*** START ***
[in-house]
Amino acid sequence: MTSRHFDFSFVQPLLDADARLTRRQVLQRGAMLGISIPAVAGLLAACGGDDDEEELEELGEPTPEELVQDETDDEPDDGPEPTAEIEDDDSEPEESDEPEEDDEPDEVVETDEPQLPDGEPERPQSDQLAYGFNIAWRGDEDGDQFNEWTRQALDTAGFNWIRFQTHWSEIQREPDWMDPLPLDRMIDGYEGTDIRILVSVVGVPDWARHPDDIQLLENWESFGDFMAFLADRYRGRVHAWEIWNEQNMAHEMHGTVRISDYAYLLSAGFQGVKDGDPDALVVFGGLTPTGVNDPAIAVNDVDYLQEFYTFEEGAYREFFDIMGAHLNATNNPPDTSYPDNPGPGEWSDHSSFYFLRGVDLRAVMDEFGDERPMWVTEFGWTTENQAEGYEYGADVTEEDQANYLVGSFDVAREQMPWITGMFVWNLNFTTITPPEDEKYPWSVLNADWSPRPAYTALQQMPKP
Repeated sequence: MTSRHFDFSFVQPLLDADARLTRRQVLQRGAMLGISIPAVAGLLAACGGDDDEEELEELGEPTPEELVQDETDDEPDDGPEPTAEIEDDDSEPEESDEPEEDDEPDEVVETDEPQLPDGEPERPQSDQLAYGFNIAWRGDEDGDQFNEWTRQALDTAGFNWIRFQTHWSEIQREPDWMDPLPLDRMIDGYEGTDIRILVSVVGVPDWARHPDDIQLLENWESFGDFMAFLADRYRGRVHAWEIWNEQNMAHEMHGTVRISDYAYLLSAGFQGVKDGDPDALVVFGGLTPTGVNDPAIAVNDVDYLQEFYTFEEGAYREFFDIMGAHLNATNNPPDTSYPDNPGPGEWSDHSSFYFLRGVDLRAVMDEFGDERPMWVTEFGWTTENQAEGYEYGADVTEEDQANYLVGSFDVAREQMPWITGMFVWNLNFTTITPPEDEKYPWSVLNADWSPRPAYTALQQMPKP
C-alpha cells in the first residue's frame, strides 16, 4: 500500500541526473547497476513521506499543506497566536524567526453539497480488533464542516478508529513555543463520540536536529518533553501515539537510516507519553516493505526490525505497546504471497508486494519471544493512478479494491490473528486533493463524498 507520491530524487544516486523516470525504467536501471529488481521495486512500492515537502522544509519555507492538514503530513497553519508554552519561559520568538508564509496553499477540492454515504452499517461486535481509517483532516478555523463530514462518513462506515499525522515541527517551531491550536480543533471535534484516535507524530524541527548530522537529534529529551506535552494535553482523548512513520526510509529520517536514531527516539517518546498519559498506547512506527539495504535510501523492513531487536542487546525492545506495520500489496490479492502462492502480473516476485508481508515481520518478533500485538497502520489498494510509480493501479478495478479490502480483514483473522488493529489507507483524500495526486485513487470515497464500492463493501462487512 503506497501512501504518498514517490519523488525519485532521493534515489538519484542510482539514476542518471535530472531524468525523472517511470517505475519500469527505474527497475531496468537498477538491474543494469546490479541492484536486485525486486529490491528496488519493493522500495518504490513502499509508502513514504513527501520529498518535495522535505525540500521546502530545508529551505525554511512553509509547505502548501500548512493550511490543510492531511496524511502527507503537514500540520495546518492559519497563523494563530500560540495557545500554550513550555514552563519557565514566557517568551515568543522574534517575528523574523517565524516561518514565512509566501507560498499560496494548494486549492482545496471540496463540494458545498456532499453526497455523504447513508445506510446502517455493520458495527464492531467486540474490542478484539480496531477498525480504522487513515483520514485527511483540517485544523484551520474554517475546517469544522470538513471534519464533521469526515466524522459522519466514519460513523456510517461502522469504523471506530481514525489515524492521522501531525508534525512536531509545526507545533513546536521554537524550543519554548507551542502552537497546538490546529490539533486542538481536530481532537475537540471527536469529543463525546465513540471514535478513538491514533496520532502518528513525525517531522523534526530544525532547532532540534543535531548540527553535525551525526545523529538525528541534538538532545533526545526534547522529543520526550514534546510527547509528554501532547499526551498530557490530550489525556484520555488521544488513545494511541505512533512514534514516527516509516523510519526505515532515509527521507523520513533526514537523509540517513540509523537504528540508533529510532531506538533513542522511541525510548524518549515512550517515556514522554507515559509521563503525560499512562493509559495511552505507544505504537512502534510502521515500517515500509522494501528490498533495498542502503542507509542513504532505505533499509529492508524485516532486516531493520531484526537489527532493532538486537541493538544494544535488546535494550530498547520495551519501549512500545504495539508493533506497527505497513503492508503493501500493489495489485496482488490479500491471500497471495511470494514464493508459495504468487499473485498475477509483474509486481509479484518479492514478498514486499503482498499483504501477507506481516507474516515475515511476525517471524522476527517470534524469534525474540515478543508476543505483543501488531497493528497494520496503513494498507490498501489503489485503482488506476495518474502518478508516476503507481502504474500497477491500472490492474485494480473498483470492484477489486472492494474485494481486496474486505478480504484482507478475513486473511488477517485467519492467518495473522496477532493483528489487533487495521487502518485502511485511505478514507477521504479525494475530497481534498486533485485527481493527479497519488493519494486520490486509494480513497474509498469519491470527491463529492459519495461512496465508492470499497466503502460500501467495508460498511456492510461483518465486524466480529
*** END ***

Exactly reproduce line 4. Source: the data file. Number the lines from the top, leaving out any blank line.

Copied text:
C-alpha cells in the first residue's frame, strides 16, 4: 500500500541526473547497476513521506499543506497566536524567526453539497480488533464542516478508529513555543463520540536536529518533553501515539537510516507519553516493505526490525505497546504471497508486494519471544493512478479494491490473528486533493463524498 507520491530524487544516486523516470525504467536501471529488481521495486512500492515537502522544509519555507492538514503530513497553519508554552519561559520568538508564509496553499477540492454515504452499517461486535481509517483532516478555523463530514462518513462506515499525522515541527517551531491550536480543533471535534484516535507524530524541527548530522537529534529529551506535552494535553482523548512513520526510509529520517536514531527516539517518546498519559498506547512506527539495504535510501523492513531487536542487546525492545506495520500489496490479492502462492502480473516476485508481508515481520518478533500485538497502520489498494510509480493501479478495478479490502480483514483473522488493529489507507483524500495526486485513487470515497464500492463493501462487512 503506497501512501504518498514517490519523488525519485532521493534515489538519484542510482539514476542518471535530472531524468525523472517511470517505475519500469527505474527497475531496468537498477538491474543494469546490479541492484536486485525486486529490491528496488519493493522500495518504490513502499509508502513514504513527501520529498518535495522535505525540500521546502530545508529551505525554511512553509509547505502548501500548512493550511490543510492531511496524511502527507503537514500540520495546518492559519497563523494563530500560540495557545500554550513550555514552563519557565514566557517568551515568543522574534517575528523574523517565524516561518514565512509566501507560498499560496494548494486549492482545496471540496463540494458545498456532499453526497455523504447513508445506510446502517455493520458495527464492531467486540474490542478484539480496531477498525480504522487513515483520514485527511483540517485544523484551520474554517475546517469544522470538513471534519464533521469526515466524522459522519466514519460513523456510517461502522469504523471506530481514525489515524492521522501531525508534525512536531509545526507545533513546536521554537524550543519554548507551542502552537497546538490546529490539533486542538481536530481532537475537540471527536469529543463525546465513540471514535478513538491514533496520532502518528513525525517531522523534526530544525532547532532540534543535531548540527553535525551525526545523529538525528541534538538532545533526545526534547522529543520526550514534546510527547509528554501532547499526551498530557490530550489525556484520555488521544488513545494511541505512533512514534514516527516509516523510519526505515532515509527521507523520513533526514537523509540517513540509523537504528540508533529510532531506538533513542522511541525510548524518549515512550517515556514522554507515559509521563503525560499512562493509559495511552505507544505504537512502534510502521515500517515500509522494501528490498533495498542502503542507509542513504532505505533499509529492508524485516532486516531493520531484526537489527532493532538486537541493538544494544535488546535494550530498547520495551519501549512500545504495539508493533506497527505497513503492508503493501500493489495489485496482488490479500491471500497471495511470494514464493508459495504468487499473485498475477509483474509486481509479484518479492514478498514486499503482498499483504501477507506481516507474516515475515511476525517471524522476527517470534524469534525474540515478543508476543505483543501488531497493528497494520496503513494498507490498501489503489485503482488506476495518474502518478508516476503507481502504474500497477491500472490492474485494480473498483470492484477489486472492494474485494481486496474486505478480504484482507478475513486473511488477517485467519492467518495473522496477532493483528489487533487495521487502518485502511485511505478514507477521504479525494475530497481534498486533485485527481493527479497519488493519494486520490486509494480513497474509498469519491470527491463529492459519495461512496465508492470499497466503502460500501467495508460498511456492510461483518465486524466480529